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CSI Entertainment, Inc. v. Anthem Media Group, Inc.

United States District Court, E.D. New York

June 27, 2017

CSI ENTERTAINMENT, INC., Plaintiff,
v.
ANTHEM MEDIA GROUP, INC., AND FIGHT MEDIA, INC., D/B/A THE FIGHT NETWORK, Defendants.

          DECISION AND ORDER

          Ann M. Donnelly United States District Judge.

         The plaintiff, CSI Entertainment, Inc. ("CSI"), brought this action against the defendants, Anthem Media Group, Inc. ("Anthem") and Fight Media Inc. ("FM") (collectively, the "defendants"), alleging that the defendants, in using the mark FIGHT NETWORK, infringed on two of CSI's federally registered service marks: (1) FIGHT SPORTS, and (2) FIGHT SPORTS NETWORK.. On June 16, 2015, CSI moved for an order to show cause for a preliminary injunction to prohibit the defendants from using their mark, FIGHT NETWORK, during the pendency of this litigation. (ECF No. 4.) On November 3, 2015, Magistrate Judge Ramon E. Reyes, Jr., held a four-day preliminary injunction hearing, and thereafter issued a Report and Recommendation ("R&R") on December 30, 2016, recommending that the plaintiffs request for a preliminary junction be denied. (ECF No. 75.) The plaintiff filed objections to the R&R on March 10, 2017, and the defendants responded to the plaintiffs objections on April 7, 2017. On June 23, 2017, CSI filed a motion to supplement its objections, to which the defendants responded on June 26, 2017. (ECF No. 86; ECF No. 87.)

         I have reviewed, among other things, the plaintiffs complaint, [1] the plaintiffs brief in support of the order to show cause and the defendants' opposition to that brief, Judge Reyes' R&R, the plaintiffs objections to the R&R, and the defendants' response to the plaintiffs objections. For the reasons described in further detail below, I adopt Judge Reyes' thorough and well-reasoned R&R in its entirety, and dismiss the plaintiffs request for a preliminary injunction with prejudice.

         BACKGROUND

         The facts of this matter are discussed in greater detail in Judge Reyes' R&R. (ECF No. 75.) In summary, the plaintiff, CSI, is a multimedia company that acquires, produces, and distributes fight-related content through various media outlets in the United States and internationally. (ECF No. 75 at 3; ECF No. 80 at 3.) Among other trademarks, CSI has two federally registered marks with the United States Patent and Trademark Office ("USPTO") - one for FIGHT SPORTS and the other for FIGHT SPORTS NETWORK - the trademarks at issue in this matter. (ECF No. 75 at 3.) CSI registered FIGHT SPORTS NETWORK with the USPTO on January 10, 2006, and registered FIGHT SPORTS with the USPTO on June 11, 2006. (ECF No. 75 at 3.)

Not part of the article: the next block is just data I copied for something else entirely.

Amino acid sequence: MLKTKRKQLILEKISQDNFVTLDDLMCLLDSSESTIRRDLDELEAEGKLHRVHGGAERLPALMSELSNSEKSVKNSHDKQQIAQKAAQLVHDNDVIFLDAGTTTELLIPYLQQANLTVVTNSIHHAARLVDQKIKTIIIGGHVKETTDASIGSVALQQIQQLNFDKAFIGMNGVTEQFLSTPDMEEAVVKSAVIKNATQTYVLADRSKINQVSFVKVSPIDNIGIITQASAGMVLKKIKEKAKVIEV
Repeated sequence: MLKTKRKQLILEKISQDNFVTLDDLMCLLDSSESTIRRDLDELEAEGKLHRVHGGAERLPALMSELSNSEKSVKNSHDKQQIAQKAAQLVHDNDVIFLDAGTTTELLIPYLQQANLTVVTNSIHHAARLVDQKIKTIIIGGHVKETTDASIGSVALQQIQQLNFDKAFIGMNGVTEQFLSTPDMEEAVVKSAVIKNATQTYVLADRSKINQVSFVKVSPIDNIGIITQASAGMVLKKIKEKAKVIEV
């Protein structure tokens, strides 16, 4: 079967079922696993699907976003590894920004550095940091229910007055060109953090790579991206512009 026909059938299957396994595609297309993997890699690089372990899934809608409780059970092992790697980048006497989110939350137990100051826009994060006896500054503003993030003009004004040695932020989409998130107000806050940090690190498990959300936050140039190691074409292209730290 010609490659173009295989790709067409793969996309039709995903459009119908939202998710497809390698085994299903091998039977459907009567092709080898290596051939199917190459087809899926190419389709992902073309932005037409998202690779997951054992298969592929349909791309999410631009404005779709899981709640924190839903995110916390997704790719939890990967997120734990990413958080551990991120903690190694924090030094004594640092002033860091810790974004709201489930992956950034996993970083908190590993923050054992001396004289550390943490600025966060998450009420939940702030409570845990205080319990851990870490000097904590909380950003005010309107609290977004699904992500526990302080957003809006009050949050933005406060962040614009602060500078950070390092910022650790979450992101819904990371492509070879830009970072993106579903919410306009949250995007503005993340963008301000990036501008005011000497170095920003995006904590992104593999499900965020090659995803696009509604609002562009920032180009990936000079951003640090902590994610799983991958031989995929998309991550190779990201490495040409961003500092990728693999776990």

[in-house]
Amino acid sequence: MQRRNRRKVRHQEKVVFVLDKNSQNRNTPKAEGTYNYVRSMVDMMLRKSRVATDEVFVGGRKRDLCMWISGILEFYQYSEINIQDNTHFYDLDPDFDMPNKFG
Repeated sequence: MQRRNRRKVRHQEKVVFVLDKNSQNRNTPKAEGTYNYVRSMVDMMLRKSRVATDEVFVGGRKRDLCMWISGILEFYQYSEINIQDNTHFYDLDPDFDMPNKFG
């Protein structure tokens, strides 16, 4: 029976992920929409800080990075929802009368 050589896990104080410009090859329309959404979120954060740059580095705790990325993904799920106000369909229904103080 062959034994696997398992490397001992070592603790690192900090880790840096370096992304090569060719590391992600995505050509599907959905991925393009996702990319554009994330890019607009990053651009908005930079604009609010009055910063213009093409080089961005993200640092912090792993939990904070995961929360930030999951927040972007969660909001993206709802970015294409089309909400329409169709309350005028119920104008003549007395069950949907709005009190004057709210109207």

The defendants are Canadian companies, with principal places of business in Toronto, Canada, and offer a "24/7" fight-related content channel called FIGHT NETWORK.[2] (ECF No. 75 at 3, 4, 6-7.) When CSI became aware that the defendants' predecessor company, Fight Media, was using THE FIGHT NETWORK mark in Canada, it sent a cease and desist letter to the company on March 21, 2007. (ECF No. 75 at 6.) Fight Media responded on April 13, 2007, claiming that the marks were generic and denying infringement, and that unless it heard "to the contrary" from CSI, it would consider the matter "settled to CSI's satisfaction." (ECF No. 75 at 6.) CSI never responded to this letter. (ECF No. 75 at 6.) Anthem later acquired Fight Media in 2011. (ECF No. 75 at 3.)